Review: In ‘Mile 22,’ Mark Wahlberg, Patriotism and Paranoia


A testosterone cocktail of reactionary sound bites and incoherent action that even Michael Bay might have rejected as too amped, Peter Berg’s “Mile 22” makes for an appalling referendum on the state of commercial cinema in 2018.

The plot involves Mark Wahlberg as the principal member of a team of covert agents devoted to a “higher form of patriotism” and a level of violence we’re told most people find unpalatable. By the end, it’s clear that their solution to even the most incompetent uses of that violence is more violence. Nine pounds of a cesium isotope known as “fear powder” have gone missing. An informant (Iko Uwais, from “The Raid”) has the password to a disk with the locations but withholds it, pending his extraction from a Southeast Asian city where practically everyone in sight wants to kill him.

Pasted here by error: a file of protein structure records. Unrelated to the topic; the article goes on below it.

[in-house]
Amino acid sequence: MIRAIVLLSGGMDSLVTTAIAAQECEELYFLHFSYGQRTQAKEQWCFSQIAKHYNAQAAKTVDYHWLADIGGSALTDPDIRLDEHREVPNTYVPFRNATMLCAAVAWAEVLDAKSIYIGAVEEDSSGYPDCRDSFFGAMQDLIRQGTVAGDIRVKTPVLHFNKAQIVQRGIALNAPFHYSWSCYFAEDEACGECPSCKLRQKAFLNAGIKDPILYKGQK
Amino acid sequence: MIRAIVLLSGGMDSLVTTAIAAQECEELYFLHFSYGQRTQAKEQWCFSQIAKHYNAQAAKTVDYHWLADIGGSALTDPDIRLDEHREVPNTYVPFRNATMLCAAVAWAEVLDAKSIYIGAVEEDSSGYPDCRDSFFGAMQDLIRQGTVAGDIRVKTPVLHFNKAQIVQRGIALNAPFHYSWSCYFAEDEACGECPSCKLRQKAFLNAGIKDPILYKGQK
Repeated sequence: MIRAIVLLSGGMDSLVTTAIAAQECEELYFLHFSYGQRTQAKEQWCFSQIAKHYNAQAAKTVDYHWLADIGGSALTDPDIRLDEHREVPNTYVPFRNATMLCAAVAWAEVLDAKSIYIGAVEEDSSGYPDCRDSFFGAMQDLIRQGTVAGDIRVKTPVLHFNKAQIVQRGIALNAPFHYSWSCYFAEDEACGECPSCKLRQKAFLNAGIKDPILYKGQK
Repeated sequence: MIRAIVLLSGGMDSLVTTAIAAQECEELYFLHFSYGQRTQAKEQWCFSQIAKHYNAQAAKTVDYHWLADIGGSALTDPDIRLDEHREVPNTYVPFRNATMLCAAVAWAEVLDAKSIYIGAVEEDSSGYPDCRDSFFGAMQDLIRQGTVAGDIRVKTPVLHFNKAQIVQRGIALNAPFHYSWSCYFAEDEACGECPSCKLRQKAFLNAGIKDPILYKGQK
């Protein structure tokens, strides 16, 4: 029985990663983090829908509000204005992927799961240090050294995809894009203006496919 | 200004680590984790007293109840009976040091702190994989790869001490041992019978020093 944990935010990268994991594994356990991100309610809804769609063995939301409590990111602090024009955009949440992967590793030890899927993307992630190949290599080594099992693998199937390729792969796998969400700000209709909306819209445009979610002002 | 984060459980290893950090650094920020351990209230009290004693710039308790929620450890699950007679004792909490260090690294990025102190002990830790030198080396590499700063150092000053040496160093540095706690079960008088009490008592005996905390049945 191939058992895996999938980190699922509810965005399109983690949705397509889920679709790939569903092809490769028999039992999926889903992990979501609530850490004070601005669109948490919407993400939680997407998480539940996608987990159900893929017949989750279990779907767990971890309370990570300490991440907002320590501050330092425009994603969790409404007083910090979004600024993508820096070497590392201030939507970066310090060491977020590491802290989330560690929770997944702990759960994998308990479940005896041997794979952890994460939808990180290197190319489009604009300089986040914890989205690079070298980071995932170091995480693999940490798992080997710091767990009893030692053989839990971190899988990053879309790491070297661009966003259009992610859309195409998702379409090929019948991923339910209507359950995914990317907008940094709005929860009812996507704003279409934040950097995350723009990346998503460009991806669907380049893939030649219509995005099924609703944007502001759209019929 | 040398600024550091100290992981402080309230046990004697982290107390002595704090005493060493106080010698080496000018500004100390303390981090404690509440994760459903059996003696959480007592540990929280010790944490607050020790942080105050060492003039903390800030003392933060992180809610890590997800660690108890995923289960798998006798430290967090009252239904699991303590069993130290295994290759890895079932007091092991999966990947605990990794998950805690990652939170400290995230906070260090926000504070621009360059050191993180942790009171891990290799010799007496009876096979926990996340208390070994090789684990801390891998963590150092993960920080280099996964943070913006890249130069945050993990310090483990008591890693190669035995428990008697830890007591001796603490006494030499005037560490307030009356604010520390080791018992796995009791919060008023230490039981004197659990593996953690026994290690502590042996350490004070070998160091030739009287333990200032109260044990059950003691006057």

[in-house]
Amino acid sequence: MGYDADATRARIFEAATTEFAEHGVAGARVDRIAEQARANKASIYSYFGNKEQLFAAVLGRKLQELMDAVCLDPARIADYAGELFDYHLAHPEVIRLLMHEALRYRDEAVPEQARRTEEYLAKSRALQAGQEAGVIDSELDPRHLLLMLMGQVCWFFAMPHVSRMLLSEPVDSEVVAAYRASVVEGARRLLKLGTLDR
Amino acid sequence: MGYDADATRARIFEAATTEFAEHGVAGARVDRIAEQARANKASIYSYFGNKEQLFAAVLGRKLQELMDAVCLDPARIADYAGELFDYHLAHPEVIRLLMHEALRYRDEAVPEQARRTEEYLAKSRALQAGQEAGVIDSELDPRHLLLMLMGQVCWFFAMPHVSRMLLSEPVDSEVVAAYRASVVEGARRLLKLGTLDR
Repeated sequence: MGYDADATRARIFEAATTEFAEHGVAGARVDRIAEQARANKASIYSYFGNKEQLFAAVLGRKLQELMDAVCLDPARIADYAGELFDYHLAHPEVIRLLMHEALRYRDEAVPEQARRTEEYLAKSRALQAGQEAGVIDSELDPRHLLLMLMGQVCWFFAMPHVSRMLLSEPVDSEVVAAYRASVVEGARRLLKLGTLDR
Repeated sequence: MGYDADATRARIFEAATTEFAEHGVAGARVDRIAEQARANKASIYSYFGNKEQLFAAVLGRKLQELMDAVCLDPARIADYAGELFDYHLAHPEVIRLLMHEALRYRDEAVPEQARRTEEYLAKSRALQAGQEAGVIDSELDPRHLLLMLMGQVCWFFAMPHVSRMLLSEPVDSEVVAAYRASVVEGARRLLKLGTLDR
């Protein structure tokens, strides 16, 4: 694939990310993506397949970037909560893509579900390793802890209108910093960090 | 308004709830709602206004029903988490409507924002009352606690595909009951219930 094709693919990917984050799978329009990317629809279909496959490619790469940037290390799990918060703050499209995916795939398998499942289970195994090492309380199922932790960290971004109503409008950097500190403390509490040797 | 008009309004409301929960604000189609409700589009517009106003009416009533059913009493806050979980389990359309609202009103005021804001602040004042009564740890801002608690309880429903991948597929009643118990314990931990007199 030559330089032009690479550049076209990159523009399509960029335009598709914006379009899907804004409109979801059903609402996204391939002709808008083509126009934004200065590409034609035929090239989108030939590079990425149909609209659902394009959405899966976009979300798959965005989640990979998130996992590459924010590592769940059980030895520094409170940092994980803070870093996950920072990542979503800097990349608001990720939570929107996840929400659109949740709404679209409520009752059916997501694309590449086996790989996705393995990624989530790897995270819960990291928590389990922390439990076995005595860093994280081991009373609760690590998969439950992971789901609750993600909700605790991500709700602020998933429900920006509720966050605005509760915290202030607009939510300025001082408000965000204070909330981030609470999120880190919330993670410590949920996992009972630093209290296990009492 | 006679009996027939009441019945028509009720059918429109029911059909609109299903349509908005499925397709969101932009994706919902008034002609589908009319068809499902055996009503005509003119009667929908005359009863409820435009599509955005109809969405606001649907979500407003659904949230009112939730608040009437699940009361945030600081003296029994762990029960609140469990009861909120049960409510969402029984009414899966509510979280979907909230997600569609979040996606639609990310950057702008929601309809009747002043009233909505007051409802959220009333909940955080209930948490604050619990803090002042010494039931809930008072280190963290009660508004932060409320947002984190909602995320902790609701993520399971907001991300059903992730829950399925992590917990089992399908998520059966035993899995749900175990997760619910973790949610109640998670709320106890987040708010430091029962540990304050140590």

Got that? Good luck following Mr. Wahlberg’s expository slurry. His character is offensively labeled hyperactive, a condition treated less as a trait than an excuse for the actor to deliver his lines at the movie’s overheated pace. The operation is partly relayed from an ensuing internal affairs investigation, which the protagonist parlays into an opportunity to expound wildly on election hacking, collusion and Donald Rumsfeld’s unknown knowns.

The team members include Lauren Cohan as an agent who is threatening to grab a sledgehammer and an ice ax when not texting a cupcake recipe to her daughter. As a martial artist, Mr. Uwais appears quite skillful even when handcuffed to the loosed siding of an operating-room bed, but the cutting is so quick that it’s tough to say. You fear more for the editors’ exhaustion than any onscreen injury.

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